The year that Shane and I got married, I didn't have any Christmas decorations. In the course of buying ornaments and tinsel and garland, I found a tiny white porcelain nativity at Deseret Book. When I say tiny, I mean it. It stands maybe 3 inches tall and probably that wide. It has a stable with 3 figures underneath: a man, a woman, and a cradle with the shape of a baby. It was the only representation of the real meaning of Christmas I had for for the first 3 Christmasses of my married life. But I loved that little nativity and looked forward to getting it out each year.
In a kind of related way, I learned a little about myself in church yesterday. The lesson was based on the premise that there are 4 levels of Christmas. The first is the Santa level. The brightly wrapped presents, ribbons, tinsel, reindeer, and excitement that all go with Santa are in this level. I guess it is the most outward sign of Christmas (but it's still important in my book!! Trees and Christmas lights are highly rated around my house.)
Second is the social aspect of Christmas. This is where we enjoy the parties, the family get-togethers, the work socials that are so abundant. (So far, so good in my book. I love each part of this little 4 part premise.) I love those gatherings of friends and family. They are something I look forward to all year long. It wouldn't be Christmas without them.
The third part is where Baby Jesus (and my little white nativity) come in. We remember the stable that the Baby Jesus was born in, the wise men who came from afar, the shepherds who ran to meet him under the star. This is the level that I find myself in most often at Christmas. You see, I don't hang a lot of church-related stuff around my house. That is, until Christmas. I made it a goal this year to have as many of the nativities I've added to my collection as possible in each room. I have one on a bookcase, on on the mantel, another in the spot in my kitchen window. I have a table with a whole nativity set on it (all battered from my kids playing with it from year to year; Thomas particularly loved the donkey the year he was 1), and my Playmobile nativity on a table next to the couch. (Which, by the way is awesome for kids to play with. My only rule is they have to keep everything on the table. Kids love it and usually keep the rule. The only cause for alarm this year has been when Thomas introduced a Transformer into the game which was killing the baby. I found myself yelling from the kitchen, "We do not kill the baby Jesus with Transformers!" It was awesome - who knew I would ever get to utter that sentence??)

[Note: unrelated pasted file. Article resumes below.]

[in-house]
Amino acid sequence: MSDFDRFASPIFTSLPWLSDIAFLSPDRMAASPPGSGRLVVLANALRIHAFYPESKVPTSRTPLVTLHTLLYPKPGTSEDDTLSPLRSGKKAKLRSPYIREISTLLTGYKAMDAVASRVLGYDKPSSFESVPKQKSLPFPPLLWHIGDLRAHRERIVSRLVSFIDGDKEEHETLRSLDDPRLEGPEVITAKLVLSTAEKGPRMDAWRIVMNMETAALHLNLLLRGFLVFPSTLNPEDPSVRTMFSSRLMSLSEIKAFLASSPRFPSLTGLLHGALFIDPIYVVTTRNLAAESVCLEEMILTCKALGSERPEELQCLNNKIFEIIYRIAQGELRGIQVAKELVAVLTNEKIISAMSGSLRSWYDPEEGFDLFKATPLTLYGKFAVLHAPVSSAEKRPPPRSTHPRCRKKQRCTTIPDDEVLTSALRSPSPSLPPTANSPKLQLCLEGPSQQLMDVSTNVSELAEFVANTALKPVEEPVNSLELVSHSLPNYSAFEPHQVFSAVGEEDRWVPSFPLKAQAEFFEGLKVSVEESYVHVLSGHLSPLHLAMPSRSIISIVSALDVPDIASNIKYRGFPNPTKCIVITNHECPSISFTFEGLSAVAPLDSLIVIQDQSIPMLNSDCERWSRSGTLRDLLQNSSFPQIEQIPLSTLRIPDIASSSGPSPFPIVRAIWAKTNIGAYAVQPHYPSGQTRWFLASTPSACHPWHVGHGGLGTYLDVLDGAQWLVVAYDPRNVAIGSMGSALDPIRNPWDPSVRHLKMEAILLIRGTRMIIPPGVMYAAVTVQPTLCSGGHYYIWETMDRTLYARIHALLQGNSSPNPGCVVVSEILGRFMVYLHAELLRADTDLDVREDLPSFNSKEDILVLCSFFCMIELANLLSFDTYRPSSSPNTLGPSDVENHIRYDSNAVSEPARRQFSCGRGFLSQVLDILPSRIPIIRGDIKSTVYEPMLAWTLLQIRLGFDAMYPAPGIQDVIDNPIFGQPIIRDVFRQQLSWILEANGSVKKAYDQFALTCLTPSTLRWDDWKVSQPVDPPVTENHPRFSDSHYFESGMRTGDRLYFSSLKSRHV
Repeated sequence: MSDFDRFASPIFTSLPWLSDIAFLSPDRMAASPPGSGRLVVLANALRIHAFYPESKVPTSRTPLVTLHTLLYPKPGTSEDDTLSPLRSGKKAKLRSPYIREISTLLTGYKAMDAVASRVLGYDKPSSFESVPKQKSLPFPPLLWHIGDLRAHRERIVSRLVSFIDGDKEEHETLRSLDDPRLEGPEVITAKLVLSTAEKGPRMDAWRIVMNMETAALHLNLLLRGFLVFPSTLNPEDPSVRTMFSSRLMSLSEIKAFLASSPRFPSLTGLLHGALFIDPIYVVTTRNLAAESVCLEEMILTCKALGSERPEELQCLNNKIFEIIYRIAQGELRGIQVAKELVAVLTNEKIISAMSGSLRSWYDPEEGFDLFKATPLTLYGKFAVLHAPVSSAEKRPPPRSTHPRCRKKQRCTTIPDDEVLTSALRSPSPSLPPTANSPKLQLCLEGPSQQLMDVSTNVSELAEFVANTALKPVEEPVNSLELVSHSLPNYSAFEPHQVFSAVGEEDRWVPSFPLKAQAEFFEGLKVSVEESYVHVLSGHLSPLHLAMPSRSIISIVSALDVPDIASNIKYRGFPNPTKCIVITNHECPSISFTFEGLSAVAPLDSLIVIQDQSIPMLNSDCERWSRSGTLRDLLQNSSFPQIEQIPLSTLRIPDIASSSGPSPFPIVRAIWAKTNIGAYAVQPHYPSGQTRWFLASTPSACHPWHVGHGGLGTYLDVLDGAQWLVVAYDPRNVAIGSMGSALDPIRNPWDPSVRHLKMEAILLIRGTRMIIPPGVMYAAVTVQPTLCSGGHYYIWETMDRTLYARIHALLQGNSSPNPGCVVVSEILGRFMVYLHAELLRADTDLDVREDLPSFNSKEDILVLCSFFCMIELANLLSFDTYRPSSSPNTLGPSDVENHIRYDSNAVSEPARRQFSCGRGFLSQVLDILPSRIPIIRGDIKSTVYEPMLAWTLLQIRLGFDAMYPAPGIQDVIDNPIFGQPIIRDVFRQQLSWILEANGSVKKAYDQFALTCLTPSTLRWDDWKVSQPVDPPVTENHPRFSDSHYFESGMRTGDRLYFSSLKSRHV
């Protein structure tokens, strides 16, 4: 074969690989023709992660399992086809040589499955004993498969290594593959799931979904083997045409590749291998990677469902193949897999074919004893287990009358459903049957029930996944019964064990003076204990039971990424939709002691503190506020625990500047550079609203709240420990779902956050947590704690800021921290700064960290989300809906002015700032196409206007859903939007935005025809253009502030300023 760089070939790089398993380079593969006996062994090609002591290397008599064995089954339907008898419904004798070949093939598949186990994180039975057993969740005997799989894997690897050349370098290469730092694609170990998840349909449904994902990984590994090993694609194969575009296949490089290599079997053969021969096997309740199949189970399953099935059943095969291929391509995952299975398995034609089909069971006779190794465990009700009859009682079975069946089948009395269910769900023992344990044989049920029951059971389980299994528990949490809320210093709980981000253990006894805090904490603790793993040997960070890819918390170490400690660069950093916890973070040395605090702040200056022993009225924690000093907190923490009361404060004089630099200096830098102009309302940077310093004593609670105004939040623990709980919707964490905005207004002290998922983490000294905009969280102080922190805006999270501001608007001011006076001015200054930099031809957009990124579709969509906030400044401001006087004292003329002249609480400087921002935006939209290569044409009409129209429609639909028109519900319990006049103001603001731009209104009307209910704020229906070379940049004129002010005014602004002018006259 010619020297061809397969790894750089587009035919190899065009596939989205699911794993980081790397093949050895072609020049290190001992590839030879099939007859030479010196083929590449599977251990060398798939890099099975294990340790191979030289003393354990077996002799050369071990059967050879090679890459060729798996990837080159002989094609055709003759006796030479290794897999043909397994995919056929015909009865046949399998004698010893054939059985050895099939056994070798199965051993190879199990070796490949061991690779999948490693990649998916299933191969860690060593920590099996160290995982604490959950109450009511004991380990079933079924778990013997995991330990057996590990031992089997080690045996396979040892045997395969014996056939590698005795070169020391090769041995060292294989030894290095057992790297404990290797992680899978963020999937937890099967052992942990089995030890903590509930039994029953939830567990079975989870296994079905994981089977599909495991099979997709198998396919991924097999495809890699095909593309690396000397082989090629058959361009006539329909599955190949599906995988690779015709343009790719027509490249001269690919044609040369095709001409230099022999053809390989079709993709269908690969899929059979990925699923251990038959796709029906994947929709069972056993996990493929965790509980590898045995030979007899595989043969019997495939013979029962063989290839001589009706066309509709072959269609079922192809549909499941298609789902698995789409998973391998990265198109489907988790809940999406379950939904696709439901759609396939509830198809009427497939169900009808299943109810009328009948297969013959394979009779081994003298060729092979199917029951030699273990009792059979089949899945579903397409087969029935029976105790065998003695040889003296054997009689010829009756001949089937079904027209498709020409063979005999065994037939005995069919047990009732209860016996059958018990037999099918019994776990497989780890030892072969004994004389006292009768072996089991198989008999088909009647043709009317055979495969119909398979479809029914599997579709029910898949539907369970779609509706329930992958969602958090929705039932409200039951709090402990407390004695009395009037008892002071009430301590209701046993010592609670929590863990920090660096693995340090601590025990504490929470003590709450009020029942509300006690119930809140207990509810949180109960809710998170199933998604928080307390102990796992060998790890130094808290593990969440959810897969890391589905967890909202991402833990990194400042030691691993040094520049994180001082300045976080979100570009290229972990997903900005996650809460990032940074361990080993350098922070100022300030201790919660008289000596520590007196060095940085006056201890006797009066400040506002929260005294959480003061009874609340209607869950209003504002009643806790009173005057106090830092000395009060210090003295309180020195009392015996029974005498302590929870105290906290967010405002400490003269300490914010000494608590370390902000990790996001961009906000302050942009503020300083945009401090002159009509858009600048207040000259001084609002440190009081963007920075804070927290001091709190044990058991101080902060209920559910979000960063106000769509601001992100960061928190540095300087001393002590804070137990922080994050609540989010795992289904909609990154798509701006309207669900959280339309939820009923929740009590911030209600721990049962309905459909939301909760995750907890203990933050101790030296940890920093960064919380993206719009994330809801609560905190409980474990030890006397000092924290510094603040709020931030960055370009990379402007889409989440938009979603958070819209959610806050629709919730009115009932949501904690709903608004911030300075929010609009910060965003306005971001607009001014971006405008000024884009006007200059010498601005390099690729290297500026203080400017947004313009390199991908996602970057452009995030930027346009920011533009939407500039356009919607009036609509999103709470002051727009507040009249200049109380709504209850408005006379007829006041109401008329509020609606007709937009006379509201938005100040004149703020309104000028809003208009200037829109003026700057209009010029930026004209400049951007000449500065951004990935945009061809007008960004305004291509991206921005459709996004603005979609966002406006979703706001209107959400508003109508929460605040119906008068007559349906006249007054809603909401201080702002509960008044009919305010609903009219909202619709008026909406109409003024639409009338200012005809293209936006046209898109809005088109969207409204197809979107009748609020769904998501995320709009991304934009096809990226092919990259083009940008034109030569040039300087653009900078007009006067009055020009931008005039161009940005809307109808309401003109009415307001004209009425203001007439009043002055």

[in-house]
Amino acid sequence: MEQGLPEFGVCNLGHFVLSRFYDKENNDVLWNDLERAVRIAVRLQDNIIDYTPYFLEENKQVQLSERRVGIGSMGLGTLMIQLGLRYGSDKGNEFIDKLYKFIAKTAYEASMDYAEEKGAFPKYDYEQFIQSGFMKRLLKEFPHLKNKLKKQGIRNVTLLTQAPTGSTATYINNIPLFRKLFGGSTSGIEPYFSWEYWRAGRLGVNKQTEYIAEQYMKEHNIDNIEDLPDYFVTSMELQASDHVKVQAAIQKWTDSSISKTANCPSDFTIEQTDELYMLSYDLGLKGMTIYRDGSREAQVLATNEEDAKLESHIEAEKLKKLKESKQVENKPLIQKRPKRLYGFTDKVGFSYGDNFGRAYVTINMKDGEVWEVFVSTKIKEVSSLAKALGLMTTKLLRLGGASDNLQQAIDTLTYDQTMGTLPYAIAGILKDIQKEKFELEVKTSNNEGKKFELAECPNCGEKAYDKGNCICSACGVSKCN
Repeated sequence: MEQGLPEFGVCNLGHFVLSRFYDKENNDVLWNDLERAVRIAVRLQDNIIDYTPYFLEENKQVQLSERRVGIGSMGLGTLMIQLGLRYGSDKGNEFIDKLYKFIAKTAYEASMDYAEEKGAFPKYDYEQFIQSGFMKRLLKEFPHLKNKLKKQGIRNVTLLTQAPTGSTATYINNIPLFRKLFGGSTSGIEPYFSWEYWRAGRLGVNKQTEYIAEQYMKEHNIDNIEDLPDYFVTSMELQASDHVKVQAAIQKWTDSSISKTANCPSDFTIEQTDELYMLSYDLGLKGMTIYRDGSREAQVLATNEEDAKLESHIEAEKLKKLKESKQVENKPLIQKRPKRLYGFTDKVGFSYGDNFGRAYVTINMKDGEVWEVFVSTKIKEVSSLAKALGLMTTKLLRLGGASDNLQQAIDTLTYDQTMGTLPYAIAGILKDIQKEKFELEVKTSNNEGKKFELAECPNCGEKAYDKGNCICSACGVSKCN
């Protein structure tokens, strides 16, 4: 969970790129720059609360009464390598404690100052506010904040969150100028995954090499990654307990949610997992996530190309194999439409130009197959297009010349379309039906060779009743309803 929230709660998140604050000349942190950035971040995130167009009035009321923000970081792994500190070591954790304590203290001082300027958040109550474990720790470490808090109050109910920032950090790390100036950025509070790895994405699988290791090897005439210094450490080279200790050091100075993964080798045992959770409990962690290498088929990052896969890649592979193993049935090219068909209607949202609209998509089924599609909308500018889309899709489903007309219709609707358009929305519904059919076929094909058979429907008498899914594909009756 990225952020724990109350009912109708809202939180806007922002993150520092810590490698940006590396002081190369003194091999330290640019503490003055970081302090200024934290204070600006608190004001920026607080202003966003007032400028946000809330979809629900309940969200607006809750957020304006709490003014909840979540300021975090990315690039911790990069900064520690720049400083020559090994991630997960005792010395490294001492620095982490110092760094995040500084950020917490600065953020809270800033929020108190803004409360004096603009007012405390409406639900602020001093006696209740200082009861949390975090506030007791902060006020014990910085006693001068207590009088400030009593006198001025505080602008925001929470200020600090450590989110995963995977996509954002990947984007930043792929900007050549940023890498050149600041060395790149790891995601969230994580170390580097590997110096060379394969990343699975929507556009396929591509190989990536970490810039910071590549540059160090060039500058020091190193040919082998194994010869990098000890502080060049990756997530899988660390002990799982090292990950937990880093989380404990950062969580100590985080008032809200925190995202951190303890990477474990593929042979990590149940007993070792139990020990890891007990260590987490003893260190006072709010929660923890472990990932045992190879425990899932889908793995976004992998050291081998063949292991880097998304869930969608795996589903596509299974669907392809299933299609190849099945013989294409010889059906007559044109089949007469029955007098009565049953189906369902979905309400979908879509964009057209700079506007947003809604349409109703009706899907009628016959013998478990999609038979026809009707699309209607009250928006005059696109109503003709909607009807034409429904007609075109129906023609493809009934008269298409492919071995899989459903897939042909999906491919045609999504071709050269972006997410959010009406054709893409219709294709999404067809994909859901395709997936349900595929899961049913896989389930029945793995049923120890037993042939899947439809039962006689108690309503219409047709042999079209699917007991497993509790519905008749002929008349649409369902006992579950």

So, Baby Jesus is my level of Christmas. The fourth level - the adult Christ, who performs the role as savior - is still above me. Don't get me wrong, I'm all about loving Jesus, whatever his age may be. But my Christmas maturity level isn't there yet. I'm still too enraptured with the infant that came into a stable. I can relate to little babies who come into our lives, innocent and sweet and wrapped in soft things. I understand the concern of a new mother; I feel for Mary and the circumstances in which she gave birth. I sympathize with Joseph, finding himself with such an awesome responsibility to be the earthly father of the son of God. These things I understand and relate to more than the things that come later. Although I'm grateful for those, too.
We sang a song yesterday that I had never heard but was so sweet and made me cry. It is called When Joseph went to Bethlehem. The words go like this:
When Joseph went to Bethlehem
I think he took great care
To place his tools and close his shop
And leave no shavings there.
He urged the donkey forward,
Then, with Mary on its back,
And carried bread and goat cheese
In a little linen sack.
I think there at the busy inn
That he was meek and mild
And awed to be the guardian
Of Mary's sacred Child.
Perhaps all through the chilly hours
He smoothed the swaddling bands,
And Jesus felt the quiet strength of
Joseph's gentle hands.
And close beside the manger bed
He dimmed the lantern's light,
And held the little Jesus close upon
That holy night.
So I'm alright with being a Christmas level 3. It means I've made some progress, but still have something to work towards. Truly, though, I am grateful for all the levels. Because to have Christmas without any of them would be unimaginable. To not have decorations, even if they are as hodge-podge and rag-tag as mine, would take out some of the warmth of the season. To not give presents to my loved ones, however simple, would make me feel empty. To not have my family and friends around to spend time with would be lonely. To not see the representation of the nativity would be heartbreaking. And it is impossible for me not to acknowledge the person that Jesus became.
So what level of Christmas is essential for you? Is there one aspect that makes it all come together?